KARACHI, Pakistan—U.S. and Pakistani intelligence officials have reportedly met with Taliban leaders in an effort to devise a political solution to an escalating guerrilla war in Afghanistan.
According to a Pakistani jihadi leader who played a role in setting up the communication, a recent meeting took place between representatives of Pakistan’s Inter-Services Intelligence (ISI), the U.S. Federal Bureau of Investigation and Taliban leaders at the Pakistan Air Force base of Samungli, near Quetta.
The source told Asia Times Online that four conditions were put to the Taliban before any form of reconciliation could take place that could potentially lead to a Taliban role in the Kabul government:
• Mullah Omar must be removed as supreme leader of the Taliban.
• All Pakistani, Arab and other foreign fighters currently engaged in operations against international troops in Afghanistan must be thrown out of the country.
• Any U.S. or allied soldiers held captive must be released.
• Afghans currently living abroad, notably in the United States and England, must be given a part in the government, through being allowed to contest elections.
Apparently, the Taliban refused the first condition point-blank, but showed some flexibility on the others. As such, this first preliminary contact made little headway.
The channels for the contact have been set up by Taliban who fled to Pakistan when the government collapsed in Kabul and were sheltered in ISI safe houses. These people, working with Pakistani jihadis who know how to approach the Taliban leadership in Afghanistan, are acting as go-betweens.
Violence against U.S. and other foreign troops in Afghanistan has been increasing. Small hit-and-run attacks are a daily feature in most parts of the country, while face-to-face skirmishes are common in the former Taliban stronghold around Kandahar in the south.
Observers familiar with Afghan resistance movements say the one that has emerged since Taliban’s fall is stronger than the movement that opposed Soviet invaders for nearly a decade starting in 1979.
A key reason for this is that the previous Taliban government—which dispersed almost intact after capitulating to advancing Northern Alliance forces without a fight—is backed by the most powerful force in Afghanistan: clerics and religious students.
For centuries, clerics were the most respected segment of Afghan society. But before 1979 they never participated in politics; their role was one of reconciliation of conflicts. Things changed during the Afghan resistance movement against the USSR. Clerics threw their weight behind the mujahedeen struggle, but, with a few exceptions, they were not in command.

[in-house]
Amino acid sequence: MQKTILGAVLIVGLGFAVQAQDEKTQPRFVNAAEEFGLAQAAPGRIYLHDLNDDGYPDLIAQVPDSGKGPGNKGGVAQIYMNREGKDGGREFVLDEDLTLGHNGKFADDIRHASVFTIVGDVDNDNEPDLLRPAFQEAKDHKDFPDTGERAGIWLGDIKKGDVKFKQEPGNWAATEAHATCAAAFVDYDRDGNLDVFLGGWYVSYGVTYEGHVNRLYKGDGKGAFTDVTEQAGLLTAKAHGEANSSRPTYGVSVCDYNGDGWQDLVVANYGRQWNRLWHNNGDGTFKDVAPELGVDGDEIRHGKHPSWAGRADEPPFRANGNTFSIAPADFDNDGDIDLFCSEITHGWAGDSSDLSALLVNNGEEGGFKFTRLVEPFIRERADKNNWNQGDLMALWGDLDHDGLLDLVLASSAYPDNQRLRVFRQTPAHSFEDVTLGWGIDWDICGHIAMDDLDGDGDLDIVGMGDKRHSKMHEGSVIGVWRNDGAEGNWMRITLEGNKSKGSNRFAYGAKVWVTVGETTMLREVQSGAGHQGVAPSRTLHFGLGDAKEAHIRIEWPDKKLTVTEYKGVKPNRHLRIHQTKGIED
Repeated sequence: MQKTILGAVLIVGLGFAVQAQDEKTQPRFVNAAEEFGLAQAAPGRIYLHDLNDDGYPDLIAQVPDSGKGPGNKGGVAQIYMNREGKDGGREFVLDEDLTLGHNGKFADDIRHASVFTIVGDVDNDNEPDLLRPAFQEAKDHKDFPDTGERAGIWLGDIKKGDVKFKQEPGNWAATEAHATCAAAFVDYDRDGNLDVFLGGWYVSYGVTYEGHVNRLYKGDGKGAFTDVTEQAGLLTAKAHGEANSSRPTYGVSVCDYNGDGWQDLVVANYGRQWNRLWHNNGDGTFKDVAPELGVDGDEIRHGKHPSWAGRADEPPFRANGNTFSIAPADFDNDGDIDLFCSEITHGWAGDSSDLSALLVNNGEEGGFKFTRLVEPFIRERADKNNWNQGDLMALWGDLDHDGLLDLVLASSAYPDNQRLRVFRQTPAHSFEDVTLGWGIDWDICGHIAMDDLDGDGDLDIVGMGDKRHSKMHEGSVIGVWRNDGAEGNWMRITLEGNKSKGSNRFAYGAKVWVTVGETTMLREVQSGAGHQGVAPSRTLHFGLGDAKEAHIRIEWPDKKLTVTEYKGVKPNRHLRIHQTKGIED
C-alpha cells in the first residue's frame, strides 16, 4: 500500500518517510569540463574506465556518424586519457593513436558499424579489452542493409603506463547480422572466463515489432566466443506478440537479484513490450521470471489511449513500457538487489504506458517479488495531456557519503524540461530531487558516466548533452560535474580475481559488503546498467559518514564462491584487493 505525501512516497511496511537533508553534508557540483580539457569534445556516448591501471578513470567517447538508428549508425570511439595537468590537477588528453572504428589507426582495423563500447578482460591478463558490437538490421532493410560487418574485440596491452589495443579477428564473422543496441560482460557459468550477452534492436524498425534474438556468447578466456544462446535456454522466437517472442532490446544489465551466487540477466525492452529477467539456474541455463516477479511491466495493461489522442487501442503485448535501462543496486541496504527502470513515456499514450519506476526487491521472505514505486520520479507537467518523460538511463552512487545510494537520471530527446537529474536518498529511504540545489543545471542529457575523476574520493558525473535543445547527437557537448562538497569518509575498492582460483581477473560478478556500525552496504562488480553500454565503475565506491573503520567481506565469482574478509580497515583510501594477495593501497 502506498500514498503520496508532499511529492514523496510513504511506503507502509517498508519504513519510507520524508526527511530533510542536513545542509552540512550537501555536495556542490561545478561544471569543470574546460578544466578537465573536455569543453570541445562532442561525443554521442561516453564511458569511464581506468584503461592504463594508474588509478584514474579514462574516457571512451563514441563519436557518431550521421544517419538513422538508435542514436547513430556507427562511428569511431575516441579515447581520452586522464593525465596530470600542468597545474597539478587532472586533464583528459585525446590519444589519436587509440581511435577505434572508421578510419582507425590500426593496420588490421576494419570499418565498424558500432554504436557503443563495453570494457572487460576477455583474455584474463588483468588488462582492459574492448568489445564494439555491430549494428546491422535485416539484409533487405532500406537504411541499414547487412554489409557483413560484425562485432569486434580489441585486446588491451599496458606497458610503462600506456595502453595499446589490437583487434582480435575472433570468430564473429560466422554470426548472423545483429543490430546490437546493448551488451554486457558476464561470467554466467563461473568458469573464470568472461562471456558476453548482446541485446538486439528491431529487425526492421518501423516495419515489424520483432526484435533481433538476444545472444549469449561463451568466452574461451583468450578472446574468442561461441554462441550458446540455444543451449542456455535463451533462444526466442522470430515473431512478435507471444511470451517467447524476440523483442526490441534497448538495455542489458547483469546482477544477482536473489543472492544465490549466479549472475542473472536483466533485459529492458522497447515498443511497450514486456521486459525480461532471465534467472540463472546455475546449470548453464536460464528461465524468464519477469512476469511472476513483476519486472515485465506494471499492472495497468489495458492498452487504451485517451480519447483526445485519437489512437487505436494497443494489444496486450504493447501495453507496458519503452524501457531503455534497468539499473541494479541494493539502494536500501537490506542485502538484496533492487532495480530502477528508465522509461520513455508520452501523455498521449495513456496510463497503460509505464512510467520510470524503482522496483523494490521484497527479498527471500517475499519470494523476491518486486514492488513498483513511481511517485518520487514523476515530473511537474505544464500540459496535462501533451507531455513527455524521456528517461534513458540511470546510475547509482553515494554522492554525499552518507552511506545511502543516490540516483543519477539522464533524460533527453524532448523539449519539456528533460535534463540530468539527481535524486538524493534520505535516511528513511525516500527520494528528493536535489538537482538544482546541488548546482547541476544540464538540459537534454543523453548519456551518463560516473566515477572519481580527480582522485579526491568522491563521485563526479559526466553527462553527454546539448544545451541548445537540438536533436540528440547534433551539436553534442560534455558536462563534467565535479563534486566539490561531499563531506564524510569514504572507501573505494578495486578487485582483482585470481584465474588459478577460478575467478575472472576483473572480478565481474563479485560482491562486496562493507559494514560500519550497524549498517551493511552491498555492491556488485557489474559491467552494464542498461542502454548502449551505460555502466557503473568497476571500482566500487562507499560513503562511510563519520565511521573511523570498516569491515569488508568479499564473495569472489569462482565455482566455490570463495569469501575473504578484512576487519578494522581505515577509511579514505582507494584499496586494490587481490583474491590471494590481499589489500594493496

With the withdrawal of the Soviets and the emergence of the Taliban in the early 1990s, however, the situation once again changed. The Taliban, taking advantage of the power struggles among bitterly divided militias in Kabul, consolidated themselves into an effective political movement led by clerics. In 1996, they seized power in Kabul. Part of their success lay in the fact that, initially, many Afghans were reluctant to take up the gun against clerics.
Now, in the renewed guerrilla war against foreign troops, the clerics are calling the shots. Hafiz Rahim, for instance, is the most respected cleric in the Kandahar region.
U.S. forces have employed maximum air support and advanced technology in an attempt to curtail attacks, but without the help of local Afghan forces they have been unable to track down Rahim, who has targeted U.S. convoys scores of times. The United States has admitted a few U.S. casualties; the Taliban claim to have killed many more. For funds, the Taliban use money they looted from the central bank before abandoning Kabul, estimated in excess of $110 million, in addition to money received from Osama bin Laden’s al-Qaeda.
At the same time, famed warlord Gulbbudin Hekmatyar has joined the resistance after returning from exile in Iran. His Hezb-i-Islami Afghanistan (HIA) is the most organized force in the country, and it has added real muscle to the resistance. Many top slots in the Kabul administration are occupied by former HIA members who, although they were once anti-Taliban, are loyal to the Islamic cause and anti-U.S. Also, several provincial governors and top officials are former HIA commanders. They are suspect in the eyes of the Americans, but cannot be removed because of their huge political clout.
With this groundswell of support—even if in places it is only passive—and with Kabul’s influence restricted to the capital, the Americans and their allies will remain vulnerable targets. In fact, many experts on Afghanistan argue that traditionally, similar situations have spawned insurrections in the Afghan army against foreign administrators.
At present, Kabul is divided into two main factions. The first is pro-U.S., represented by U.S. and allied troops and those loyal to President Hamid Karzai. The second is pro-Russian and pro-Iranian, represented by Defense Minister General Qasim Fahim and his Northern Alliance forces.
Although the camps are cooperating at present, they are silently building their support bases to make a grab for full power once the present interim administration runs its course, a process that is due to begin in October with a loya jirga (grand council).
Syed Saleem Shahzad is a reporter for Asia Times Online, where this article originally appeared.